by Victoria Wagner Ross, Featured Contributor
THERE ARE several key variables meeting in a perfect storm this decade. First, there is the technology advancements to the Internet of Things (IoT) and push to AI. All around us the designer wearable tech is becoming a common place item. Wearable tech will be an everyday selection.
Connectivity will push closer as Zuckerberg’s connectivity lab continues to connect everyone on the planet with the Internet. He will establish drones to fly overhead and maintain connections for the cell phones and computers. If you live in the jungle- it is no problem. You can be connected. Zuckerberg has connected people in the Philippines and Paraguay this year.
When Facebook purchased Ascenta, a small UK-based company, it did so because its technology advanced founders had created the early Zephyr, a solar-powered unmanned aircraft. The FB connectivity lab has many of the world’s leading experts in aerospace and communications technology, including from NASA’s Jet Propulsion Lab and Ames Research Center. Zuckerberg plans to connect the world from this lab.
Amazon has spent billions of dollars the last few years setting up the delivery service by building warehouses across the US to achieve faster service. The devices such as Kindle Fire, video and music streaming to play on the new Amazon device and Dash, the user friendly service that scans your empty cupboard and notifies you to place a grocery order are intricately connected for a satisfied consumer. Amazon delivers on Sunday.
The last piece in the merchandising model is the smartphone. Amazon has 250 million customers and in June bundled its Amazon Premier Service to streaming music. In a new model for the merchandising world in which Amazon plans to rule there is the smartphone to link it all to you.
A new release, “The London Futurists” and their lead editor David W. Wood published their study this year in which they devoted one of the chapters to Artificial Intelligence. A key component to AI is to ask when it arrives, will we like it.
I did an article last March on the future of AI and that question, which was quoted in Wired: “Bill Gates outlines the mindset of A.I. for jobs in the future,”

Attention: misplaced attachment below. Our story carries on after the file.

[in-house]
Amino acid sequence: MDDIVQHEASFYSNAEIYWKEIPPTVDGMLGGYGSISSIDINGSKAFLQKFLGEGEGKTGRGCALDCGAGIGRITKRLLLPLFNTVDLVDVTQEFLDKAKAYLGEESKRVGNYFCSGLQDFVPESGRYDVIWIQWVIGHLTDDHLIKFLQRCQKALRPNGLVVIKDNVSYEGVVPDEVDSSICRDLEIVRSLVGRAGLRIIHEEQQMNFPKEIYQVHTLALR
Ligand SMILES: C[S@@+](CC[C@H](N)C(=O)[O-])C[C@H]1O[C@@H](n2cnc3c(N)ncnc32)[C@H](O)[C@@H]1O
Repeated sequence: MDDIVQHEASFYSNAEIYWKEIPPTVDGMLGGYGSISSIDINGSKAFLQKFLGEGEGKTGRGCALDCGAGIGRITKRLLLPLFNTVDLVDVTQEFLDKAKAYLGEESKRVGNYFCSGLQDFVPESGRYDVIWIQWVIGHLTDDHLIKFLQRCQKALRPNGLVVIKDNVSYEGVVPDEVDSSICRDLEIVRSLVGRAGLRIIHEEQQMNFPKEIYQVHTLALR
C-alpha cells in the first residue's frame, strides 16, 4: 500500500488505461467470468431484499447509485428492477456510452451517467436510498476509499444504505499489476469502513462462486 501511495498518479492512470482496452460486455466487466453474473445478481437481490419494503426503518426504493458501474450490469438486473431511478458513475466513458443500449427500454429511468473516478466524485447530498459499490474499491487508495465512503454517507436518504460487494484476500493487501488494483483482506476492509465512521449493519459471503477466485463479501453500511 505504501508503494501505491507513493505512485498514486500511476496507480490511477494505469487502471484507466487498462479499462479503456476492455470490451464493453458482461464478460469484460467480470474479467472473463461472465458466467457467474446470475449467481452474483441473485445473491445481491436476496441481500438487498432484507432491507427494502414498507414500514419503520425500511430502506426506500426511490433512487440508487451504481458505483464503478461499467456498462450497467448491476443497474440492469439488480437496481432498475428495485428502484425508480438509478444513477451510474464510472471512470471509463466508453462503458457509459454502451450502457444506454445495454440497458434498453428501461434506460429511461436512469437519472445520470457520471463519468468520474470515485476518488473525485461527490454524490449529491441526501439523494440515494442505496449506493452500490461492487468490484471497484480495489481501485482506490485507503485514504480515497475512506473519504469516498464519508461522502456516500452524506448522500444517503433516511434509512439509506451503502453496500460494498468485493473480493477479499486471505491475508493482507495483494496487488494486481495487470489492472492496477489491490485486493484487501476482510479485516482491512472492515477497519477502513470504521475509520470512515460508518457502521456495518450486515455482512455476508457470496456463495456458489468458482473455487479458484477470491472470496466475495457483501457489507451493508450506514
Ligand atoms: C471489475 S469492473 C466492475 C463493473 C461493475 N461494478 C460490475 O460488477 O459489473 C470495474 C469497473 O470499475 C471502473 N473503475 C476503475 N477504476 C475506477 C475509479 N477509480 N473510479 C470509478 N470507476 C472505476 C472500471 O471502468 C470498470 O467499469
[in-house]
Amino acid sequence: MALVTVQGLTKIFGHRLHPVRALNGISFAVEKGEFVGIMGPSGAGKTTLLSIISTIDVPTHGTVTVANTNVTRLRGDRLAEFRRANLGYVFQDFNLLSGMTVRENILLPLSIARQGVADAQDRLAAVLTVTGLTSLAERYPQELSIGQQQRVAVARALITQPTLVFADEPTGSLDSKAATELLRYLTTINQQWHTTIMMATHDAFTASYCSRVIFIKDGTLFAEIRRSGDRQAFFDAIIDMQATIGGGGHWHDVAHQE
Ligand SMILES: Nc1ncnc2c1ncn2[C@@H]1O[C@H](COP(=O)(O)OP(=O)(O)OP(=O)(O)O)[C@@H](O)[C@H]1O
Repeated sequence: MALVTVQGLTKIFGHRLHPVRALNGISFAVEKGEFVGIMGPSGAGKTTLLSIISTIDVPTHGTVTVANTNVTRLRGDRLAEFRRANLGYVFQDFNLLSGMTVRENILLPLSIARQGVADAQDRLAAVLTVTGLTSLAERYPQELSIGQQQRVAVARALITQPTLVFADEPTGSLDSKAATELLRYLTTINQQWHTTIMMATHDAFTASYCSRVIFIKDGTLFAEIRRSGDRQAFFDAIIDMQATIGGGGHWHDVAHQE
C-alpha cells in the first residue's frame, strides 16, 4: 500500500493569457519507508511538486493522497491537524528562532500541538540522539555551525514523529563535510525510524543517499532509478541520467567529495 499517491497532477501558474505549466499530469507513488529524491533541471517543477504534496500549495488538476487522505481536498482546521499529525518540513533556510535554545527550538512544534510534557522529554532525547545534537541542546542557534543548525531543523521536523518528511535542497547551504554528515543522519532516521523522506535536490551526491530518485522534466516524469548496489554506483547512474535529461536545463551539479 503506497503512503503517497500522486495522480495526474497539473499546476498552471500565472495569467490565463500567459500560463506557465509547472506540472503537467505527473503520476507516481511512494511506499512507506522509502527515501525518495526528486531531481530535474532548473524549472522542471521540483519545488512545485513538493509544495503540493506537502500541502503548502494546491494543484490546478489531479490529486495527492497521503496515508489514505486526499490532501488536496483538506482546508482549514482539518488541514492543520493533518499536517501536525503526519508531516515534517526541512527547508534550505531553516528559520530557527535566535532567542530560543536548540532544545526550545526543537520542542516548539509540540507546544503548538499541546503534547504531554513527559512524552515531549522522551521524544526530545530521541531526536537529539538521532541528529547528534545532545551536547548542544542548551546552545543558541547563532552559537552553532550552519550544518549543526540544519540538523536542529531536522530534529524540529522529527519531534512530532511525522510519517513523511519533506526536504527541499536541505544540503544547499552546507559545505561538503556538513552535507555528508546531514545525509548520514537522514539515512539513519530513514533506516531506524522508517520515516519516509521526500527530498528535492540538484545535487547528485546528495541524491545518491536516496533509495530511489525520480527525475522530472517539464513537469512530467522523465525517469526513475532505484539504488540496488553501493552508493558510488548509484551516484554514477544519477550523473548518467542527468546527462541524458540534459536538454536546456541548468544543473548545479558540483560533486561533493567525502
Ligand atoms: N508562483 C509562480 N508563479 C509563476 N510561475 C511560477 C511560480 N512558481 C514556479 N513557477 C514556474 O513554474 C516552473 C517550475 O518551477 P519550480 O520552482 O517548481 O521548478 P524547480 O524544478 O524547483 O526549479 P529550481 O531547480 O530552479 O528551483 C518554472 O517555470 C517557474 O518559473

Mindset is the key. Technology is moving us to 2025 more rapidly than some expect. A new generation of artificial intelligence systems will perform some functions that humans do with ease: see, speak, listen, navigate, manipulate and control. That can hold enormous consequences for tasks like facial and speech recognition, navigation and planning; the biometrics age is fast developing facial, iris, and palm sensory recognition and voice characteristics… Instead of merely being programmed to do a series of steps, algorithms have been applied.
Last year, Google researchers were able to get a machine-learning algorithm, known as a neural network, to perform an identification task without supervision. The result was identification of a cat. Last December, The New York Times published that project in an article “Brain like computers learning from experience.”
Bill Gates was insightful at The American Enterprise Institute when he spoke about the future in 20 years. The mindset of the government and people has not adjusted to view the future even though technology is exploding this decade. He gave some very simple, basic human advice that a person should choose their future careers and endeavors by their passion. That is good advice and a very human approach to meeting AI and the future.